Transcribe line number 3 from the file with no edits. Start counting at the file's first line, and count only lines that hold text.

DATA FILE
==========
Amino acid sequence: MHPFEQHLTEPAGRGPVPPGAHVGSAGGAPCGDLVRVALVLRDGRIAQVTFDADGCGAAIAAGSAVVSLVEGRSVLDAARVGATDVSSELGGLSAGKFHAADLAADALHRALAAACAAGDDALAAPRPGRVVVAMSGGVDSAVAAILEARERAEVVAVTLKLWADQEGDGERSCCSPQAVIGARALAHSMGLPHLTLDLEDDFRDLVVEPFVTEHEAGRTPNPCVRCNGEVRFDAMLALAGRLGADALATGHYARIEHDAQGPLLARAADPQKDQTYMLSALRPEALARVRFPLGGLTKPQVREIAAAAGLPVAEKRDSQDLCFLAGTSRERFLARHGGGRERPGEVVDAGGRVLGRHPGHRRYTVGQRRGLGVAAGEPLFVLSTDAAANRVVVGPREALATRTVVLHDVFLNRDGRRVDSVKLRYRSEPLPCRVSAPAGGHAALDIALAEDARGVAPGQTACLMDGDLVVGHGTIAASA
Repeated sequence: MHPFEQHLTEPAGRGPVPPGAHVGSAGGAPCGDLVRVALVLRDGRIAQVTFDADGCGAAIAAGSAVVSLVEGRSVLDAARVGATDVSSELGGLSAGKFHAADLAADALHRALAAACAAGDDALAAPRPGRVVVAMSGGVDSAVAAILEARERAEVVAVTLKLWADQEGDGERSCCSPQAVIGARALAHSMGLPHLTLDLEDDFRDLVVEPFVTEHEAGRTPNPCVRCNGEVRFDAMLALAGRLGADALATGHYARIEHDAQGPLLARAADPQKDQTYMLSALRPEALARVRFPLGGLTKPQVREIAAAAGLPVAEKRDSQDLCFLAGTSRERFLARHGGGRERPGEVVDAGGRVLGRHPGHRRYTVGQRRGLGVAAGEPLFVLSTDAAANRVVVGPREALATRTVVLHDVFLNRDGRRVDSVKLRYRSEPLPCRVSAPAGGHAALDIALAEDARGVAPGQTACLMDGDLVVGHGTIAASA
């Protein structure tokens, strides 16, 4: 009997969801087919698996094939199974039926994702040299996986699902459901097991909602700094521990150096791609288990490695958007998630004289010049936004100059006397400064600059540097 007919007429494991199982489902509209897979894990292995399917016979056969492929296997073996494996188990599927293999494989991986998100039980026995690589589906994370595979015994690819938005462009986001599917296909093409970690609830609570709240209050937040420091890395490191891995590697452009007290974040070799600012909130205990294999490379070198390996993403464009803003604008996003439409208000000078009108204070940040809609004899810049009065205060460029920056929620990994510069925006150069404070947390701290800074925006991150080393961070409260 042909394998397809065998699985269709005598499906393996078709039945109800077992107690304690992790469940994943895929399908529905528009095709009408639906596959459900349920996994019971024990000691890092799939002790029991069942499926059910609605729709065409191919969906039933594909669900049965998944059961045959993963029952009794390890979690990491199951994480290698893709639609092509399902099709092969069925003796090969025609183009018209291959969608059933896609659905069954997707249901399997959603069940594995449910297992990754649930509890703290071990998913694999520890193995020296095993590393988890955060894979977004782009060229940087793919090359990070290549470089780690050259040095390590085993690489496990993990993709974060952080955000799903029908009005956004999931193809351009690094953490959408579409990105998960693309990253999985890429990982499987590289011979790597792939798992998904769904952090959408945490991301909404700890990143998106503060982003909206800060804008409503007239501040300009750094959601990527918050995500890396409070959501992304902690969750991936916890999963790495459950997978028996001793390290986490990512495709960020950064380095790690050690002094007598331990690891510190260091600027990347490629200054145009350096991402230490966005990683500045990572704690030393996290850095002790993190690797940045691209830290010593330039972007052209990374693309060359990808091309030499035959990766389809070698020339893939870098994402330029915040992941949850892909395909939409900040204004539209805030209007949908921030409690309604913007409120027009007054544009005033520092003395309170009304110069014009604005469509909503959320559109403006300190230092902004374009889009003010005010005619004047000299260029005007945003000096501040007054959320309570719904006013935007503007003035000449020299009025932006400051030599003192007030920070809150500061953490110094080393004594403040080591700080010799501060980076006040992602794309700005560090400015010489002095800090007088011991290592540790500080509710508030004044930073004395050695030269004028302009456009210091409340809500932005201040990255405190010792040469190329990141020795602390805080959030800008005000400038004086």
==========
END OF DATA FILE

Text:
């Protein structure tokens, strides 16, 4: 009997969801087919698996094939199974039926994702040299996986699902459901097991909602700094521990150096791609288990490695958007998630004289010049936004100059006397400064600059540097 007919007429494991199982489902509209897979894990292995399917016979056969492929296997073996494996188990599927293999494989991986998100039980026995690589589906994370595979015994690819938005462009986001599917296909093409970690609830609570709240209050937040420091890395490191891995590697452009007290974040070799600012909130205990294999490379070198390996993403464009803003604008996003439409208000000078009108204070940040809609004899810049009065205060460029920056929620990994510069925006150069404070947390701290800074925006991150080393961070409260 042909394998397809065998699985269709005598499906393996078709039945109800077992107690304690992790469940994943895929399908529905528009095709009408639906596959459900349920996994019971024990000691890092799939002790029991069942499926059910609605729709065409191919969906039933594909669900049965998944059961045959993963029952009794390890979690990491199951994480290698893709639609092509399902099709092969069925003796090969025609183009018209291959969608059933896609659905069954997707249901399997959603069940594995449910297992990754649930509890703290071990998913694999520890193995020296095993590393988890955060894979977004782009060229940087793919090359990070290549470089780690050259040095390590085993690489496990993990993709974060952080955000799903029908009005956004999931193809351009690094953490959408579409990105998960693309990253999985890429990982499987590289011979790597792939798992998904769904952090959408945490991301909404700890990143998106503060982003909206800060804008409503007239501040300009750094959601990527918050995500890396409070959501992304902690969750991936916890999963790495459950997978028996001793390290986490990512495709960020950064380095790690050690002094007598331990690891510190260091600027990347490629200054145009350096991402230490966005990683500045990572704690030393996290850095002790993190690797940045691209830290010593330039972007052209990374693309060359990808091309030499035959990766389809070698020339893939870098994402330029915040992941949850892909395909939409900040204004539209805030209007949908921030409690309604913007409120027009007054544009005033520092003395309170009304110069014009604005469509909503959320559109403006300190230092902004374009889009003010005010005619004047000299260029005007945003000096501040007054959320309570719904006013935007503007003035000449020299009025932006400051030599003192007030920070809150500061953490110094080393004594403040080591700080010799501060980076006040992602794309700005560090400015010489002095800090007088011991290592540790500080509710508030004044930073004395050695030269004028302009456009210091409340809500932005201040990255405190010792040469190329990141020795602390805080959030800008005000400038004086």